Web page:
Dispute over payment threatens Hula Bowl
Aloha Stadium seeks between $50,000 and $60,000 from the college game
Aloha Stadium will not guarantee a date for the upcoming Hula Bowl until the college all-star game's owner pays between $50,000 and $60,000 owed the state facility for hosting last January's event.
The owner, Nick Logan of Atlanta-based Cornerstone Bancard, said the 2007 game is set for Jan. 14.
Stadium acting deputy manager Scott Chan said he wants to see the 61st Hula Bowl succeed, but not before payment is received.
"We have it penciled in tentatively," Chan said, "but we're not going to move forward until we get this resolved."
The Hula Bowl also allegedly owes other Oahu entities money, including Hawaii Pacific Entertainment (HPE), which handled promotions and advertising. HPE filed a Circuit Court suit in June asking for $103,559.54 in media fees, commissions and other expenses.
Logan said he wants to clear up the debts but also that his company, Pineapple Productions, is not liable.
"I've been trying to tell them they're asking the wrong person," Logan said. "We weren't the owners until the day before the game."
Overtime Sports Pacific, the previous ownership group, is also named as a defendant in the HPE suit. Overtime principals Kenny Hansmire and Mark Salmans could not be reached for comment yesterday.
The Honolulu Star-Bulletin is owed $10,000 for advertising, vice president of marketing David Kennedy said.
"All I know is they're pointing fingers at each other, and we haven't been paid," Kennedy said.
Another $20,000 is owed Roberts Hawaii for ground transportation, a source said.
Chan said he spoke with Logan yesterday about the debt for the first time. He said an undetermined deposit will be required in addition to the settling up for last year.
"We're going to make sure we have one so we don't run into the problems we had last year," Chan said. "This is an event that's been in Hawaii a long time. We're going to do our best to work with this client to resolve the issue and have the game back. We're hoping this is a step forward."
Chan said he did not impose a deadline for payment.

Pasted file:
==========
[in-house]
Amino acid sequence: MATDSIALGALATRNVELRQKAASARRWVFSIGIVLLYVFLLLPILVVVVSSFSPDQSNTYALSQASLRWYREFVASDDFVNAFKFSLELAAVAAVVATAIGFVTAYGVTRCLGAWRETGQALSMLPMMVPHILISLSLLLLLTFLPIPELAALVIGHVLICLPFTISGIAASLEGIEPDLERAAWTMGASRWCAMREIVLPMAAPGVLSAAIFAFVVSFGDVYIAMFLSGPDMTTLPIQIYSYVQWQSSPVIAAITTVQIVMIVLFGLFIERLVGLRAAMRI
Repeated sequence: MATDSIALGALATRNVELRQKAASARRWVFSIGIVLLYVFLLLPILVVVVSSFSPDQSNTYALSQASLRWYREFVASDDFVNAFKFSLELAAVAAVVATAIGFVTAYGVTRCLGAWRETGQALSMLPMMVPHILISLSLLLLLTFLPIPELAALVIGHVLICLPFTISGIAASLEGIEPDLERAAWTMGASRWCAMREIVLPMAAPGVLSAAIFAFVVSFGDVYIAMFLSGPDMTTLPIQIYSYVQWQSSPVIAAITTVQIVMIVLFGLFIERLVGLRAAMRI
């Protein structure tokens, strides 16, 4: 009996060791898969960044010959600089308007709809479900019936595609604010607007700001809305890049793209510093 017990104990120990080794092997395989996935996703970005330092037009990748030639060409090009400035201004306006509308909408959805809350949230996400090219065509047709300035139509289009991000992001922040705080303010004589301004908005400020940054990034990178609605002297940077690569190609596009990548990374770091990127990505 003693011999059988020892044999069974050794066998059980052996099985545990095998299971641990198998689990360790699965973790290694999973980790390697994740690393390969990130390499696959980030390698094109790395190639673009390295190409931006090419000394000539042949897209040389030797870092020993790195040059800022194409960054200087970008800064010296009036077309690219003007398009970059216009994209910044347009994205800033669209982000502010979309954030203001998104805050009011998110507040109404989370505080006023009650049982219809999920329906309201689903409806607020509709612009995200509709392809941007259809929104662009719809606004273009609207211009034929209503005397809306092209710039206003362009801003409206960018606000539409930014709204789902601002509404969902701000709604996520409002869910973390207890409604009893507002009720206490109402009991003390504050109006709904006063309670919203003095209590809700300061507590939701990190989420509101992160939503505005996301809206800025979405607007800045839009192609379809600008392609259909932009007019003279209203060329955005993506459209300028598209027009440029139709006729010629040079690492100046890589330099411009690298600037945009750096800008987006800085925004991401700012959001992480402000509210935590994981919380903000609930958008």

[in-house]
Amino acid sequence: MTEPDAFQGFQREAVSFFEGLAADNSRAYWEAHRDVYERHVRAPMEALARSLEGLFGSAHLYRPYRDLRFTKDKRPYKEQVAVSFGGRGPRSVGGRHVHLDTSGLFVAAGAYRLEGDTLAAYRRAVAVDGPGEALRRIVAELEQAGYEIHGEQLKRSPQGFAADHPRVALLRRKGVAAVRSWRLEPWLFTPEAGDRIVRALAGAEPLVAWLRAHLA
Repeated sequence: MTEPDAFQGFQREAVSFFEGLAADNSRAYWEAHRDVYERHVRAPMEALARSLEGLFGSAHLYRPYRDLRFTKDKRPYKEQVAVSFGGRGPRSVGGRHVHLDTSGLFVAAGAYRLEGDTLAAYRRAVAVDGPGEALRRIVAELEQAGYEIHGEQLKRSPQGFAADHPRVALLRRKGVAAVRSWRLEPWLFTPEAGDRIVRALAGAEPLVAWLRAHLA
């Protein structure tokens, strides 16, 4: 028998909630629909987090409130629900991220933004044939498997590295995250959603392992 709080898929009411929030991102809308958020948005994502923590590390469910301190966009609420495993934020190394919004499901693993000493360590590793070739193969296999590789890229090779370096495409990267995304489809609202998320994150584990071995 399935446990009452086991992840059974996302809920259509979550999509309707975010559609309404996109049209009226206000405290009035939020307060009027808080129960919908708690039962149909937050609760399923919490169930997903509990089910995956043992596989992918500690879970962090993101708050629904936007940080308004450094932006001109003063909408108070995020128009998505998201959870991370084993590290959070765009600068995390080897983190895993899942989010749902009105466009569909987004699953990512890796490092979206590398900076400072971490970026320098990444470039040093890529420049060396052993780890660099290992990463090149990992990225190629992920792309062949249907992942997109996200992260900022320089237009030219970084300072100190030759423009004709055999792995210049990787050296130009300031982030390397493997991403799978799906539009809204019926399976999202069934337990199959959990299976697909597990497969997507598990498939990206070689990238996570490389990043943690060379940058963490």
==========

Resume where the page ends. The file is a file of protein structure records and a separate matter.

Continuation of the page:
"I think we have enough time. As long as they fulfill the outstanding obligation, it will be fine," he said.
Financial and attendance problems are nothing new for the Hula Bowl in what has become a saturated market of college football all-star games dominated by the NFL-sponsored Senior Bowl.
A gathering of 7,065 saw the East beat the West in last year's game. It was the first at Aloha Stadium after eight years on Maui, where the event struggled after it was sold by Bowl Games Hawaii in 2002 to retired TV executive Dick Schaller. Schaller sold it to the Salmans-Hansmire group in 2004.
Logan said yesterday that early plans to have a team of players from Hawaii and of Polynesian descent play mainland players this year did not materialize. That included participation by University of Hawaii coach June Jones. Logan and Jones said yesterday that it is also no longer in the works.
Another idea to have draft-eligible juniors play in the game was nixed at the NFL's request, Logan said.
The American Football Coaches Association -- a longtime Hula Bowl partner -- disassociated itself from the Hula Bowl last summer because of the proposed format changes.
Logan still wants to bestow national "Hula Bowl Player of the Week" awards, with a Hula Bowl invitation and a $1,000 donation to a charity as prizes. But that is on hold until a sponsor (already secured) is announced, Logan said.
Also, Georgia's Mark Richt has been added to the list of coaches for the game, Hula Bowl executive director Joe Dan Rogers said. Pat Hill of Fresno State and Rich Rodriguez of West Virginia have also agreed to coach.
Rogers said he has commitments from several players, but declined to name them.
He said the game will be televised by ESPN.